WORLD WAR 1
In 1914 the United States Army comprised 98,000 men, of whom some 45,000 were stationed overseas. The Regular Army was backed up by the 27,000 troops in the National Guard. As early as December 1914 General Leonard Wood helped to form the National Security League and began arguing for conscription to increase the size of the US Army. The US President Woodrow Wilson responded to this pressure by increasing the standing army to 140,000 men.
When the USA declared war on Germany in April 1917, Wilson sent the American Expeditionary Force (AEF) under the command of General John Pershing to support the Allies in France. The largest of the battles the AEF fought in WW1 was the Battle of Meuse–Argonne from 26 Sep 1918 – 20 Oct 1918 and was was a part of the final Allied offensive of World War I that stretched along the entire Western Front. It was fought from September 26, 1918, until the Armistice on November 11, a total of 47 days.
The battle was the largest in United States military history and was the largest frontline commitment of troops by the U.S. Army in World War I, and also it's deadliest. It involved 1.2 million American soldiers of whom the AEF lost 26,277 killed and 95,786 wounded, and all this in only a 6 week period. To this day it remains the greatest loss of men in any battle that American forces have fought in.
The Meuse-Argonne Offensive was a very complex operation involving a majority of the American ground forces having to fight upwards through rough, hilly terrain that the German army had spent four years in building up their fortifications into virtually impregnable defensive positions. The battle objectives was the capture of the railroads at Sedan which would break the rail net supporting the German Army in France and Flanders and force the enemy's withdrawal from the occupied territories.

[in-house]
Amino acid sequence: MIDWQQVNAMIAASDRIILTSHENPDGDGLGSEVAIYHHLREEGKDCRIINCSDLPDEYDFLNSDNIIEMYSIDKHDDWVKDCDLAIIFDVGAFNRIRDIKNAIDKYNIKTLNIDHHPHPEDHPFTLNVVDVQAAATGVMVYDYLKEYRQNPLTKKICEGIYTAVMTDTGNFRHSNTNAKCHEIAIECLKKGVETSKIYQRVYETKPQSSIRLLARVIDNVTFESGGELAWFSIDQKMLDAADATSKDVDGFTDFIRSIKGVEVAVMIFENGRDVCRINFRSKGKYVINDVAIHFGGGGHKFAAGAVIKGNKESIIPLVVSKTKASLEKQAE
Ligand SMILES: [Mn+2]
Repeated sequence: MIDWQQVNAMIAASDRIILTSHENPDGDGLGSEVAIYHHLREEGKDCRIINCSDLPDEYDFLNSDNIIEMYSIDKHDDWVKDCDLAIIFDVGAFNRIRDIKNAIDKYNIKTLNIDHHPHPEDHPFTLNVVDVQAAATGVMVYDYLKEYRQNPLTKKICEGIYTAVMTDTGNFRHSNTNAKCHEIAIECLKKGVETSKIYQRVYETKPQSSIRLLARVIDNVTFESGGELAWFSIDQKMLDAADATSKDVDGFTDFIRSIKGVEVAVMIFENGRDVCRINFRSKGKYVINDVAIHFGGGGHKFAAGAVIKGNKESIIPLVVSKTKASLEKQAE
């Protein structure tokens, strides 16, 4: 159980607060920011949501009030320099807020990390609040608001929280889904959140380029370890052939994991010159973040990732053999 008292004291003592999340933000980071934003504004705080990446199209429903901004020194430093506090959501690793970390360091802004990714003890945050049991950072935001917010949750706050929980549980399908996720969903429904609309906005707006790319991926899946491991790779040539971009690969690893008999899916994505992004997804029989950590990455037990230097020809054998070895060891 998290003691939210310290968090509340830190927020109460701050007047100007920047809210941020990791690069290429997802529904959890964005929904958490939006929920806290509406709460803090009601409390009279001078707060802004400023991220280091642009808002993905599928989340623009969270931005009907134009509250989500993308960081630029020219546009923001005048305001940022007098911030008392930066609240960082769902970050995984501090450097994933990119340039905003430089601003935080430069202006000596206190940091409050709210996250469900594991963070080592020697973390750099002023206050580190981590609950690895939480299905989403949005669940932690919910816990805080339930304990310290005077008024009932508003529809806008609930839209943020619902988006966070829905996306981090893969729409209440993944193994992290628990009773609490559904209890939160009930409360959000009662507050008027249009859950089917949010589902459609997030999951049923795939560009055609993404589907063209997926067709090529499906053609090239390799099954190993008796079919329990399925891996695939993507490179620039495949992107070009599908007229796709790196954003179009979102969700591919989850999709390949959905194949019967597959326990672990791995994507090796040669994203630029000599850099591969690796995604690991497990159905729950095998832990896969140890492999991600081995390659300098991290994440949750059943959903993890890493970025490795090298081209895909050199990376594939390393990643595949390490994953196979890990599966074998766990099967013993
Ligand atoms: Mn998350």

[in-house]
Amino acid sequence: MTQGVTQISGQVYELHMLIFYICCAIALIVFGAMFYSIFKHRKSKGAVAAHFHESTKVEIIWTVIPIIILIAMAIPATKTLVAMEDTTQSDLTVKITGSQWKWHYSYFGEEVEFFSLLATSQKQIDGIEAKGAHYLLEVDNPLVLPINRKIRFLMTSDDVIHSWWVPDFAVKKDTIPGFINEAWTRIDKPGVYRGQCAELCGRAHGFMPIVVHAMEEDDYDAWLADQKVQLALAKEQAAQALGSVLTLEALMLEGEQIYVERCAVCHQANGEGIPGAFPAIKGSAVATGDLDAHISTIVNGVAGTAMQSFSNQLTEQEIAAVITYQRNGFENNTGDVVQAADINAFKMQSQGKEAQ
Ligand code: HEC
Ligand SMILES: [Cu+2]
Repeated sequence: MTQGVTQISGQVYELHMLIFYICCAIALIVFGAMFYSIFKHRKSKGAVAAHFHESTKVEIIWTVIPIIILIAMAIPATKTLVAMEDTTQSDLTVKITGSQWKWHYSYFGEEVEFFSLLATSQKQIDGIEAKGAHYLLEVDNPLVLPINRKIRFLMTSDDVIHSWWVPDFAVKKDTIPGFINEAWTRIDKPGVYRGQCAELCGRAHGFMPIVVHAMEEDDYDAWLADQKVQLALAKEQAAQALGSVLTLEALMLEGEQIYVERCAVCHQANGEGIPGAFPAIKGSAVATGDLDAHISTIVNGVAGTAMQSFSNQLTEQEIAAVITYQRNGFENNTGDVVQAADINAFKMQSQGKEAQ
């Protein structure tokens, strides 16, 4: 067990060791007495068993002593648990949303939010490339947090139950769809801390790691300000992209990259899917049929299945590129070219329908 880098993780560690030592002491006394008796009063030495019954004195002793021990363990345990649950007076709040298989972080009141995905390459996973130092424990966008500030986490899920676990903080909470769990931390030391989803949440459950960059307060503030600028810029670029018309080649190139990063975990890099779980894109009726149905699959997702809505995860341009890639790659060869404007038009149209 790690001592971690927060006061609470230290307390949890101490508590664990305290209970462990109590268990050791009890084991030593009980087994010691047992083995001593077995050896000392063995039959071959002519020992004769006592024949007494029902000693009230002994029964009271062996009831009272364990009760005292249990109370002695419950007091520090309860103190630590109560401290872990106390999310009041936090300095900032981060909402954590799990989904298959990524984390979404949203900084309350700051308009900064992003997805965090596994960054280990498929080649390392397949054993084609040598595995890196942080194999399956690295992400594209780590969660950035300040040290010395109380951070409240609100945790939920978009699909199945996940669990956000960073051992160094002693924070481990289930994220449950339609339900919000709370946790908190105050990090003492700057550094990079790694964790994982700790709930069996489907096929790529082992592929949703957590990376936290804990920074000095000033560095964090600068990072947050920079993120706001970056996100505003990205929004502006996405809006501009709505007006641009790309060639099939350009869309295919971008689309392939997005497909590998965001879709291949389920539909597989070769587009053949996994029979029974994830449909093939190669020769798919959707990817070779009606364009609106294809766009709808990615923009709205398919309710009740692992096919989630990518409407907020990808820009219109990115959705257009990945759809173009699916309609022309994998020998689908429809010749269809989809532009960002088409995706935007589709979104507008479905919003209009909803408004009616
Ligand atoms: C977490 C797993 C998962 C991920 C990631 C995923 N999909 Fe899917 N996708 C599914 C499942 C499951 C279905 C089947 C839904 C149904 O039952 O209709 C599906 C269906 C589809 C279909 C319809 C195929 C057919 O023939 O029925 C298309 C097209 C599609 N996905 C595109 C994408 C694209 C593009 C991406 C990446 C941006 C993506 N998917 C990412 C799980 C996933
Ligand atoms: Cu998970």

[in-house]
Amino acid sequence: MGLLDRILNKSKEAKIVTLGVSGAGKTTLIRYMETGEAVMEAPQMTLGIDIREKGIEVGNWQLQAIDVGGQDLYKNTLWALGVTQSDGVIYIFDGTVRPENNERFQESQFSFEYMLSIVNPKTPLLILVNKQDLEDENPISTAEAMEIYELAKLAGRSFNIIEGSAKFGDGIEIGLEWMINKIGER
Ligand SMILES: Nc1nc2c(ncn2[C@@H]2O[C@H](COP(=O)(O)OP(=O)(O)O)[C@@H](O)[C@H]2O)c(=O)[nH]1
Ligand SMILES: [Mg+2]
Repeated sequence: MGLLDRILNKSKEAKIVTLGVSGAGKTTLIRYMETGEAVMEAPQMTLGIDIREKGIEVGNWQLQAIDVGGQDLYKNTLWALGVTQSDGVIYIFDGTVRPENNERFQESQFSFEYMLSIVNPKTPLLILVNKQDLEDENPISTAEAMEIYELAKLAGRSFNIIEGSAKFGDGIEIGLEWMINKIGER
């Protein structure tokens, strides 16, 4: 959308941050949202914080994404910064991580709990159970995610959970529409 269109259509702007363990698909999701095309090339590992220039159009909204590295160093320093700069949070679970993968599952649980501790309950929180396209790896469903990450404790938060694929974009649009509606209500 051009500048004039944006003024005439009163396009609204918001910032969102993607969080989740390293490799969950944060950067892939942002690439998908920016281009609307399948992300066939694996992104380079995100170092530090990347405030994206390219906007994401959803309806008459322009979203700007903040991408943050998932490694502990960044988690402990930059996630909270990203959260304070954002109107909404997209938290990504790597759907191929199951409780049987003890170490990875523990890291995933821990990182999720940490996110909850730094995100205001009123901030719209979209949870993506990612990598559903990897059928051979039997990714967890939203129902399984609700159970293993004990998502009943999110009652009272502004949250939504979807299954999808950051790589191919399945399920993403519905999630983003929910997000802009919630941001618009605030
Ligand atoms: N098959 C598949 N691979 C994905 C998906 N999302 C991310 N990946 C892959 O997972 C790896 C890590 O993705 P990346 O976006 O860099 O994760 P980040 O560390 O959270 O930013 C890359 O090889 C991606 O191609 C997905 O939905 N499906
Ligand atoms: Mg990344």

The Meuse-Argonne was the principal engagement of the American Expeditionary Forces during the First World War. It was during the offensive (October 8) that Corporal (later Sergeant) Alvin York made his famous capture of 132 German prisoners near Cornay.
In overall reckoning however with the fighting in World War I the price the AEF paid in deaths was seen as 'modest' compared to the overall losses suffered by Britain and France and the Commonwealth countries of Australia, Canada, NZ, India etc as well as Russia and Germany. The AEF final casualty rate was 116,708 men killed in action and 205,690 wounded.
However, if you take into consideration the fact that the AEF only entered into front line battle conditions in late October 1917 (and then only in limited numbers) and not until June 1918 during the second battle of the Marne that they really engaged in full scale battle - their casualty rate measured in actual time in battle was horrendous. It was also a conflict that saw the US Marine Corps in action on European soil – in World War II they would fight exclusively in the Pacific theatre.
This casualty rate information was largely eclipsed back in the USA by the global influenza pandemic during the autumn of 1918 which took the lives of more than 25,000 men from the AEF while another 360,000 became gravely ill. Other diseases were relatively well controlled through compulsory vaccination.
By the end of the war, 119 men had been awarded the Medal of Honour for supreme courage; 90 from the Army, 21 from the Navy, and eight from the US Marine Corps. Of the men awarded the Medal of Honour - for 33 it was a posthumous award. Among the recipients were Sergeant Alvin York, and the fighter ace Edward "Eddy" Rickenbacker while the first US Marine Corps pilot to win the Medal of Honour was Ralph Talbot.